And, well…I can be brief in my comments, as this Alto release is perhaps unnecessary. I suspect they’re merely jumping on the Florence Price bandwagon.
The first piece on the program, The Oak, is rather calculated and unimaginative, rendered even more so in this bleak reading of it from The Women’s Philharmonic, which sounds determinedly serious. The Mississippi River Suite which follows has great potential, with its many descriptive sections, but even here the playing is careful and listless. The opening is atmospheric enough, but in the 2nd section, Price calls for Native American drums and assorted percussion, but you’d hardly know they’re there; the festivities are so polite and timid. And later on when the music becomes more animated in high-spirited sections, characterization is restrained and the playing remains obstinately earthbound and cautious.
The recorded sound doesn’t help. Made in a slightly dry acoustic, the orchestra sounds lackluster and 2-dimensional, needing a good deal more color, sparkle and spaciousness. And I found it annoying that its entire 28 minutes are confined to one single track.
The 3rd Symphony is, compositionally, much more accomplished and interesting. However, as committed as this reading is, it doesn’t really do the piece justice, with some less than first-rate orchestral playing (the brass sound particularly challenged) and rather episodic musical outbursts (especially in the finale). And again, the recorded sound is not very flattering.
I have another CD from this orchestra, also for Koch, recorded in 1992, which is quite wonderful. Significantly, however, that one is conducted by the quite wonderful JoAnn Falletta, which alone may account for the difference. I have no previous experience with conductor Apo Hsu, but I’m inclined to lay much of the blame at her podium for this later program’s shortcomings.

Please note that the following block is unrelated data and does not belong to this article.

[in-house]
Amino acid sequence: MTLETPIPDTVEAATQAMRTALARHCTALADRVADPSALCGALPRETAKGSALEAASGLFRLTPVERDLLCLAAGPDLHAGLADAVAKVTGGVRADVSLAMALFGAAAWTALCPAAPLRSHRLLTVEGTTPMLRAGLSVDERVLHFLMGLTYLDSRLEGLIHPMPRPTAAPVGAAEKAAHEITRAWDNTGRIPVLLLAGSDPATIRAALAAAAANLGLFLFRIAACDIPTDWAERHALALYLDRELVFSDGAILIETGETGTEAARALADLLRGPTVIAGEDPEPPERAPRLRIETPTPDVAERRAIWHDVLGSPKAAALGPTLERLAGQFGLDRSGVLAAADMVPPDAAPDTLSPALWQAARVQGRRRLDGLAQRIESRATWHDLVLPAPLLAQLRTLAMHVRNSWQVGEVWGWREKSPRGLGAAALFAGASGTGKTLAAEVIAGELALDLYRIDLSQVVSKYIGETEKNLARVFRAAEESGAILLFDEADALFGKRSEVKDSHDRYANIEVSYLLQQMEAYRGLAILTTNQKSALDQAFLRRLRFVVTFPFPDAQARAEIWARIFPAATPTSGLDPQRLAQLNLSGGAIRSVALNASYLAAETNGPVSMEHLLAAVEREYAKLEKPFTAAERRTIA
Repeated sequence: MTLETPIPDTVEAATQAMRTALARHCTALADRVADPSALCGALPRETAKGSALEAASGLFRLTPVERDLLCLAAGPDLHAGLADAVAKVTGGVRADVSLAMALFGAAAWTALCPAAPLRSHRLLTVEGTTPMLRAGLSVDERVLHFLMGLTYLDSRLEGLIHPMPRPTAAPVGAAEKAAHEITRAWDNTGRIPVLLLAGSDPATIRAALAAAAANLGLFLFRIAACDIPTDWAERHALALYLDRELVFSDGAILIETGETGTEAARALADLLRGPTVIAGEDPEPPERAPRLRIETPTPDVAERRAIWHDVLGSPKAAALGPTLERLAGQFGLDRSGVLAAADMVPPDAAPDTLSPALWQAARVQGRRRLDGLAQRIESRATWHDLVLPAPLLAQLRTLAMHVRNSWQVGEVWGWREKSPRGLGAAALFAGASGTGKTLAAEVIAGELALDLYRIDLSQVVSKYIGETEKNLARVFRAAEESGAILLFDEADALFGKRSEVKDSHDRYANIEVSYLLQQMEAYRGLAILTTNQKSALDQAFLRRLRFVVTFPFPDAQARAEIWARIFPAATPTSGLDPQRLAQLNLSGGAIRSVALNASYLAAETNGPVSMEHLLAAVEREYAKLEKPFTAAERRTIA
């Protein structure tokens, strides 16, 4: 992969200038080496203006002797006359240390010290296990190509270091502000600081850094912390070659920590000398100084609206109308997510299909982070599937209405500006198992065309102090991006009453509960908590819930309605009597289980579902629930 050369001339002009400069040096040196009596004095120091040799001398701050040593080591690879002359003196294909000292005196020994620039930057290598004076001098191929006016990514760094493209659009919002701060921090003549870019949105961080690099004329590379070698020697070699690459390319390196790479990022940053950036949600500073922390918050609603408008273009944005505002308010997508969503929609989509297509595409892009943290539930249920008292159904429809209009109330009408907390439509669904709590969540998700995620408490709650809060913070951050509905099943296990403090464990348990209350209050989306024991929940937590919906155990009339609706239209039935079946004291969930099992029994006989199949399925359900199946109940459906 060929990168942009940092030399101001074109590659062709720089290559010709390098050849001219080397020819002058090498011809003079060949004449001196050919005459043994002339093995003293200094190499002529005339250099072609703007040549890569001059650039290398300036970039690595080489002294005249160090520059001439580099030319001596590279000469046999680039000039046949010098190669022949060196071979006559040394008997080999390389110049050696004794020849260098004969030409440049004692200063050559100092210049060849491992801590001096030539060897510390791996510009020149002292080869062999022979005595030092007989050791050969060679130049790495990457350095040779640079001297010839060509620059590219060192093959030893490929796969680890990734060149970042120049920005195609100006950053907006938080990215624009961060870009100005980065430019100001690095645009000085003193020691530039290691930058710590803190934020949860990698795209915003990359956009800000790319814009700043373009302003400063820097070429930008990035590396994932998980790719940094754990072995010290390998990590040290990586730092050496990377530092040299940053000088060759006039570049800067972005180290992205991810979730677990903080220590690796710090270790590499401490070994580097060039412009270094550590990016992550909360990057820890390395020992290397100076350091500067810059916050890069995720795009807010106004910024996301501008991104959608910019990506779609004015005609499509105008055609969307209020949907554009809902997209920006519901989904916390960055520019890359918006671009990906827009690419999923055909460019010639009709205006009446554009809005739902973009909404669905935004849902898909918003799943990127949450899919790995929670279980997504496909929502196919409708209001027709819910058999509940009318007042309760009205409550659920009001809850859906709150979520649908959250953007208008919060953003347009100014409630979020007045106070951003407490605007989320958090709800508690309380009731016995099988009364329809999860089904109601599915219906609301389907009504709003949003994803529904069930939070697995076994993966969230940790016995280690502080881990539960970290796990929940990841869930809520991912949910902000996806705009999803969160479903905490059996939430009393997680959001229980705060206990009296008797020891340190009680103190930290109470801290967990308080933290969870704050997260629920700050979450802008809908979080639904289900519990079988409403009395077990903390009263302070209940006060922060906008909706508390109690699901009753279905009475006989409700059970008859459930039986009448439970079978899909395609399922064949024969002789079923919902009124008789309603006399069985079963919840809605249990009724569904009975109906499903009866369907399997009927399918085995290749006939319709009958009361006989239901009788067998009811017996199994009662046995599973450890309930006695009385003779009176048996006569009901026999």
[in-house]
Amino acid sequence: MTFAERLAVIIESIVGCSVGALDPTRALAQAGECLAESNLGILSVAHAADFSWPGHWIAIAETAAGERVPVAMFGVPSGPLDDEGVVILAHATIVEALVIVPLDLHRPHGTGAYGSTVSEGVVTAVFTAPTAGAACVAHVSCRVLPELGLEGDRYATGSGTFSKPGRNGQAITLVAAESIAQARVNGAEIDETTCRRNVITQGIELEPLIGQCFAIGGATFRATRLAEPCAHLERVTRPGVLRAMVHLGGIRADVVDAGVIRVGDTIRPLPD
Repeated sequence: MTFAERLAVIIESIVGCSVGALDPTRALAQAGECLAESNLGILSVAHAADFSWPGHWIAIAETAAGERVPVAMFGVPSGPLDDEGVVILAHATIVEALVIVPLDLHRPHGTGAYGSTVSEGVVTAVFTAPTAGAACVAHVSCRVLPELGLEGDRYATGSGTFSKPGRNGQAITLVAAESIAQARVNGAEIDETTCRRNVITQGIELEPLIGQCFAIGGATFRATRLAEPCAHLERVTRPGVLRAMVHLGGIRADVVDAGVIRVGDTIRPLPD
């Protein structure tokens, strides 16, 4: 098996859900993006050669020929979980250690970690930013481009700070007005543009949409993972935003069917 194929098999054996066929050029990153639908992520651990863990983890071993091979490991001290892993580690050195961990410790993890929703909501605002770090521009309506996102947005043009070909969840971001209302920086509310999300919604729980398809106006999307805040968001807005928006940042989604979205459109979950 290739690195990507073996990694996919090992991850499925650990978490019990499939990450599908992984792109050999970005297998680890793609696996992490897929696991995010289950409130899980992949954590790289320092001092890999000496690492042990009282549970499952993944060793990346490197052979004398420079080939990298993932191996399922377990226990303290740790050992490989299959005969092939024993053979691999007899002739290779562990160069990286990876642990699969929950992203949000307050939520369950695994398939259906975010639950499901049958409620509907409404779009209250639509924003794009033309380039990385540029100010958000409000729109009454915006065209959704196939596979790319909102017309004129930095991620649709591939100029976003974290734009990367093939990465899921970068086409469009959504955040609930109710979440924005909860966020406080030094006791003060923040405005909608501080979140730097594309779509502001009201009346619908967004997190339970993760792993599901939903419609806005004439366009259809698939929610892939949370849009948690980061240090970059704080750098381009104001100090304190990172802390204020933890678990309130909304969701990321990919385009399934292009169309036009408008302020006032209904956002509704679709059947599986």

And, certainly, the sound does her no favors. I am actually surprised to learn this was originally a Koch release, as I normally hear consistently wonderful recorded sound from that label. I therefore have suspicions that Alto’s in-house remastering has once again stifled what might have been a perfectly fine recording. I have experienced this many times in the past from this budget label, and suspect they’ve unnecessarily applied their ruinous remastering process to yet another one. However, I’ve not heard the original so I cannot say for sure. I make this observation based upon past experience.
Naxos has released several CDs in a series of this composer’s music (with John Jeter conducting various orchestras) which have been vastly superior in every way to this Alto. I highly recommend exploring those instead.